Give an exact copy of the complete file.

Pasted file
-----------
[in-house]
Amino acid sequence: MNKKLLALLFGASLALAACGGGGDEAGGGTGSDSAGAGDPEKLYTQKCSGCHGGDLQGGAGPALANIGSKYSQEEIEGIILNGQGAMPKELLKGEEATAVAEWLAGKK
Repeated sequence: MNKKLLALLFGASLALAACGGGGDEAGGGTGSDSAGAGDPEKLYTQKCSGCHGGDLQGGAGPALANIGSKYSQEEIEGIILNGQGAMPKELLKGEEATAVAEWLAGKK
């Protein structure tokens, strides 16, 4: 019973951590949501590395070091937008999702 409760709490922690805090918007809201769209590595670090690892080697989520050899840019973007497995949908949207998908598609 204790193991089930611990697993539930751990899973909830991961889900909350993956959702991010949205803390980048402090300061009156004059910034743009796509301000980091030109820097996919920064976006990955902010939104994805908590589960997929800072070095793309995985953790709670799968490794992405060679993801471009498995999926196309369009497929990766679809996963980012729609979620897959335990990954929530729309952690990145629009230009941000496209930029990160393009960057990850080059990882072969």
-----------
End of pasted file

[in-house]
Amino acid sequence: MNKKLLALLFGASLALAACGGGGDEAGGGTGSDSAGAGDPEKLYTQKCSGCHGGDLQGGAGPALANIGSKYSQEEIEGIILNGQGAMPKELLKGEEATAVAEWLAGKK
Repeated sequence: MNKKLLALLFGASLALAACGGGGDEAGGGTGSDSAGAGDPEKLYTQKCSGCHGGDLQGGAGPALANIGSKYSQEEIEGIILNGQGAMPKELLKGEEATAVAEWLAGKK
């Protein structure tokens, strides 16, 4: 019973951590949501590395070091937008999702 409760709490922690805090918007809201769209590595670090690892080697989520050899840019973007497995949908949207998908598609 204790193991089930611990697993539930751990899973909830991961889900909350993956959702991010949205803390980048402090300061009156004059910034743009796509301000980091030109820097996919920064976006990955902010939104994805908590589960997929800072070095793309995985953790709670799968490794992405060679993801471009498995999926196309369009497929990766679809996963980012729609979620897959335990990954929530729309952690990145629009230009941000496209930029990160393009960057990850080059990882072969």